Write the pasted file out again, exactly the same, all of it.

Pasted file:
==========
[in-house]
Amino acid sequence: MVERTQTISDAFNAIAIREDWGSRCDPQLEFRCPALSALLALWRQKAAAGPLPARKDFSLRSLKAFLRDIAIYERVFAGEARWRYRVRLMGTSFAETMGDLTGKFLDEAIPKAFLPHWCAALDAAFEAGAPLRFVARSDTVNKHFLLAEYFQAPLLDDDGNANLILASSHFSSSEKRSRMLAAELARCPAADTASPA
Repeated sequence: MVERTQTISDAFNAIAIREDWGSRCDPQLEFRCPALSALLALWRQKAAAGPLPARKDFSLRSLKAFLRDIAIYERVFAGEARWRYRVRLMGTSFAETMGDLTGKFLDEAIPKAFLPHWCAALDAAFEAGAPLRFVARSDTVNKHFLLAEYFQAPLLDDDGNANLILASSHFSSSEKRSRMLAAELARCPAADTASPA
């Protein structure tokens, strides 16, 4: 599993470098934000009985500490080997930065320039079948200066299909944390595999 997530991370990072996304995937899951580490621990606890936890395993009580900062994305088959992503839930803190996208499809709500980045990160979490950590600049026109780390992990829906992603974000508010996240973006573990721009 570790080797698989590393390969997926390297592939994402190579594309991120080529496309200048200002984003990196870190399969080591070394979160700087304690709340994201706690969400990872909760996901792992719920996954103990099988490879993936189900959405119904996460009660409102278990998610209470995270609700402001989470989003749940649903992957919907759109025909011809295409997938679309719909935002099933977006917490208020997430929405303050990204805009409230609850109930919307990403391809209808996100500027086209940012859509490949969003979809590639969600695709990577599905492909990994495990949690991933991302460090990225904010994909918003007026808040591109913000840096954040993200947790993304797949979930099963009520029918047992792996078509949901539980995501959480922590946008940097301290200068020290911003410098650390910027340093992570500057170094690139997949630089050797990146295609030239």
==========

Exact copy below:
[in-house]
Amino acid sequence: MVERTQTISDAFNAIAIREDWGSRCDPQLEFRCPALSALLALWRQKAAAGPLPARKDFSLRSLKAFLRDIAIYERVFAGEARWRYRVRLMGTSFAETMGDLTGKFLDEAIPKAFLPHWCAALDAAFEAGAPLRFVARSDTVNKHFLLAEYFQAPLLDDDGNANLILASSHFSSSEKRSRMLAAELARCPAADTASPA
Repeated sequence: MVERTQTISDAFNAIAIREDWGSRCDPQLEFRCPALSALLALWRQKAAAGPLPARKDFSLRSLKAFLRDIAIYERVFAGEARWRYRVRLMGTSFAETMGDLTGKFLDEAIPKAFLPHWCAALDAAFEAGAPLRFVARSDTVNKHFLLAEYFQAPLLDDDGNANLILASSHFSSSEKRSRMLAAELARCPAADTASPA
């Protein structure tokens, strides 16, 4: 599993470098934000009985500490080997930065320039079948200066299909944390595999 997530991370990072996304995937899951580490621990606890936890395993009580900062994305088959992503839930803190996208499809709500980045990160979490950590600049026109780390992990829906992603974000508010996240973006573990721009 570790080797698989590393390969997926390297592939994402190579594309991120080529496309200048200002984003990196870190399969080591070394979160700087304690709340994201706690969400990872909760996901792992719920996954103990099988490879993936189900959405119904996460009660409102278990998610209470995270609700402001989470989003749940649903992957919907759109025909011809295409997938679309719909935002099933977006917490208020997430929405303050990204805009409230609850109930919307990403391809209808996100500027086209940012859509490949969003979809590639969600695709990577599905492909990994495990949690991933991302460090990225904010994909918003007026808040591109913000840096954040993200947790993304797949979930099963009520029918047992792996078509949901539980995501959480922590946008940097301290200068020290911003410098650390910027340093992570500057170094690139997949630089050797990146295609030239």